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Breaking the Chain

Breaking the Chain
Detachment 51, Operational Support Airlift
Joint Base Lewis-McChord, Wash.

It was an average summer day in August 2008. I was halfway through my shift when the State Patrol Communications Center sent notice of a head-on collision involving injuries on a heavily traveled highway in northeastern Washington state. As a state trooper with the Washington State Patrol, I was quite familiar with the dangers associated with this two-lane road. I advised SPCC that I was en route and proceeded to the scene with my lights and siren going.

As I neared the scene, both north and southbound traffic was backed up nearly a quarter of a mile. Fire and emergency medical personnel preceded me to the scene and were working to extricate the driver of a small passenger car. The crash scene was like many I had seen before. Physical evidence showed the small passenger car was traveling north and then left the roadway to the right. The driver appeared to have overcorrected and crossed into the southbound lane, colliding with a full-size SUV. Fortunately, the SUV’s driver and passenger were wearing their seat belts and their air bags deployed. Both suffered only minor injuries.  

The relevance of this story begins when I approached the small passenger car. Fire personnel had used the Jaws of Life to open the driver-side door and were placing the driver onto a backboard. The driver appeared conscious and alert. His head was bleeding and he had a suspected broken wrist. The driver’s hair was cut short and he displayed an obvious military bearing. I immediately knelt beside his head and asked, “Are you a Soldier?” He answered with a shaken, “Yes, sir.”As I spoke to him, I noticed the telltale signs of impairment (bloodshot, watery eyes; slurred speech; and a strong odor of intoxicants). I asked the Soldier how much he had to drink. Before responding, he began to sob and said, “I’m sorry, sir.”  

As medics continued to prepare him for transport, the Soldier repeatedly inquired if the other people were OK. I reassured him of their status, trying to provide some relief. I continued my investigation, asking the Soldier questions about the vehicle he was driving, his license status and general inquiries as to what he remembered happening. All the while I was slipping in questions about his military service.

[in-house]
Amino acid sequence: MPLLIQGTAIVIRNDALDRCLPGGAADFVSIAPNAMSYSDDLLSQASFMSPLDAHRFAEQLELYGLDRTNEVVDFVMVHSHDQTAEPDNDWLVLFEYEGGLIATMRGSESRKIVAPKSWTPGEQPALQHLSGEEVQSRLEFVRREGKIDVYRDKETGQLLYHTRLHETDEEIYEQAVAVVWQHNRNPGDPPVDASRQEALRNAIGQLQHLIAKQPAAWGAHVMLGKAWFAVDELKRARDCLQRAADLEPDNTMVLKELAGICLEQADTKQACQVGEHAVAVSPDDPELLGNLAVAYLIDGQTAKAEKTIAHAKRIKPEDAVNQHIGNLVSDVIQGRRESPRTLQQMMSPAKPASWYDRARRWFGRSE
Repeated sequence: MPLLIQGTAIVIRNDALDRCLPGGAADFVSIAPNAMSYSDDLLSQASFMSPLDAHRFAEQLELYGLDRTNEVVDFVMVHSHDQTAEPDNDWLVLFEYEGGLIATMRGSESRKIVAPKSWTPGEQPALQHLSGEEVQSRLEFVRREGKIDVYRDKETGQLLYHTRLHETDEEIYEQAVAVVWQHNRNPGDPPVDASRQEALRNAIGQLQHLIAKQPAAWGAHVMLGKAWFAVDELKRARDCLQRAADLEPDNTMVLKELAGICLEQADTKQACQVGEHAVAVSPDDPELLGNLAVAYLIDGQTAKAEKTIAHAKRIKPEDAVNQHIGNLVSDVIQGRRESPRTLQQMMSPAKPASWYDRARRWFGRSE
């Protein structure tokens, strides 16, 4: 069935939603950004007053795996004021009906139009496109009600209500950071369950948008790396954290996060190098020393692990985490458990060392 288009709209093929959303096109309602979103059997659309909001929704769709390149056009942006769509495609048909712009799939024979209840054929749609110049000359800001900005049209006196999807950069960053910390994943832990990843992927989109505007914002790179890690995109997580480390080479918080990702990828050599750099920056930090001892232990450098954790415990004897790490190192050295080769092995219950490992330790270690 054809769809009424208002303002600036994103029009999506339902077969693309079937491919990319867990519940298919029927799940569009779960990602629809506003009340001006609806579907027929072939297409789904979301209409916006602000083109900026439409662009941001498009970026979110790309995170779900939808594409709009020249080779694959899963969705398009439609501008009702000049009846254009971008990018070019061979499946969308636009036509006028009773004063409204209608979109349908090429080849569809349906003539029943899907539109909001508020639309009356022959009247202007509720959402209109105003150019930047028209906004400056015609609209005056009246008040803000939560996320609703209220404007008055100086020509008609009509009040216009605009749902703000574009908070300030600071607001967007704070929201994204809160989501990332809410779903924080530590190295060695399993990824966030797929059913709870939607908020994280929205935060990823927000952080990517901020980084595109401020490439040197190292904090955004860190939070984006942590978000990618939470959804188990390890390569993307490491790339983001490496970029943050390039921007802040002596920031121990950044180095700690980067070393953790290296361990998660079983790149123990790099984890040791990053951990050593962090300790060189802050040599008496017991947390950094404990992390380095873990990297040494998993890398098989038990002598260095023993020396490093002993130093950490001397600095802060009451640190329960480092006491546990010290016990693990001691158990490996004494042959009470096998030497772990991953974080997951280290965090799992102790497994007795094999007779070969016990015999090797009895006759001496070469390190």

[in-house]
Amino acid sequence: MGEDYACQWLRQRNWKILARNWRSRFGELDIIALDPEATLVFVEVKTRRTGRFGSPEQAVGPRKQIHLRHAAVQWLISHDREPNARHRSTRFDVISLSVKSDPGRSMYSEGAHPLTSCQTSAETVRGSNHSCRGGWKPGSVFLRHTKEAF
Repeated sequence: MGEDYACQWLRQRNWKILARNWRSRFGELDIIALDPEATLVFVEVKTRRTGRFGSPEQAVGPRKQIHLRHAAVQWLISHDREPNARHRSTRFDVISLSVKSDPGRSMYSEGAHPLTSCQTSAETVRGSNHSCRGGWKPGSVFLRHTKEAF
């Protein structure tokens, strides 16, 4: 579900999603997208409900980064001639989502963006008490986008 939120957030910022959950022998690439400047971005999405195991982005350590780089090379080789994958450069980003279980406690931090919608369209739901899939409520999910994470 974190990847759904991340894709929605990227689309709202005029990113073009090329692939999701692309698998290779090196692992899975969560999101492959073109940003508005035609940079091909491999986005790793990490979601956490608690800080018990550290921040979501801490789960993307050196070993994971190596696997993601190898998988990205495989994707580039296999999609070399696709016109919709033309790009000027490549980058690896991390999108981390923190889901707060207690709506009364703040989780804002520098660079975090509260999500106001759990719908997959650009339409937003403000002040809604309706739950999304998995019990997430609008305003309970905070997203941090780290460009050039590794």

What I found out was deeply saddening. The Soldier was a National Guardsman recently back from a tour in Iraq. Prior to deploying, he was cited for a violation which involved a collision in a neighboring state. The Soldier failed to respond to the minor infraction, resulting in the suspension of his license. Even upon return from Iraq, the Soldier never contacted the court to adjudicate the matter. In the meantime, the Soldier stated he had resorted to alcohol as a means to escape some personal issues.

The car he was driving belonged his girlfriend’s father. Upon talking with the owner, he stated he never gave permission for the Soldier to operate the car, which was not insured. As far as the collision details, the Soldier stated he dozed off, resulting in the vehicle leaving the roadway. As the vehicle rolled across the rumble strips, the Soldier said he woke up and overcorrected. The vehicle did not have air bags, and the force of the collision resulted in a breach of the occupant area. The steering wheel was forced into his chest as the left-front part of the vehicle crumpled inward. It was clear to me that wearing a seat belt saved his life.

The Soldier admitted he had been drinking most of the day and should not have driven the car. A portable breath test device indicated his blood alcohol concentration was twice the legal limit of .08. Based on all the facts, the Soldier was placed under arrest for driving under the influence, driving with a suspended license and operating a motor vehicle without liability insurance. A legal blood draw was performed in the back of the ambulance. Prior to leaving, the Soldier shook my hand and said, “I’m really sorry, sir.”

This was not the first time I had to enforce serious traffic offenses on military personnel.  But for some reason, this young Soldier made a lasting impression on me. My understanding of accidents is simple. Each one is a caused occurrence — a chain of events leading to an end result. From beginning to end, the events are connected like links in a chain. If, at any time, a link is broken, the accident is prevented. Just as in this case, if any of the sequence (links) of events had been broken, this Soldier would not be facing legal and medical problems.

As a graduate of the Aviation Safety Officer Course, I found myself applying the steps of risk management to this case. What if this Soldier had identified the hazards of driving drunk? What if he’d assessed the dangers he posed to himself and other motorists? What if he’d thought about the legal trouble he’d get into driving on a suspended license in an uninsured car? If he had, maybe he wouldn’t have found himself being cut out of a wreck while asking me if the people in the other car were all right.

Fortunately, no one died and the Soldier had plenty of time to do the final step of risk management — supervise and evaluate — while recovering from injuries and facing legal actions. What kind of grade do you think he gave himself?

How about you? What kind of grade will you get the next time you’re drinking and thinking about getting behind the wheel? Why not avoid this Soldier’s mistakes and manage the hazards with risk management before they end up managing you.

  • 1 July 2014
  • Author: Army Safety
  • Number of views: 13023
  • Comments: 0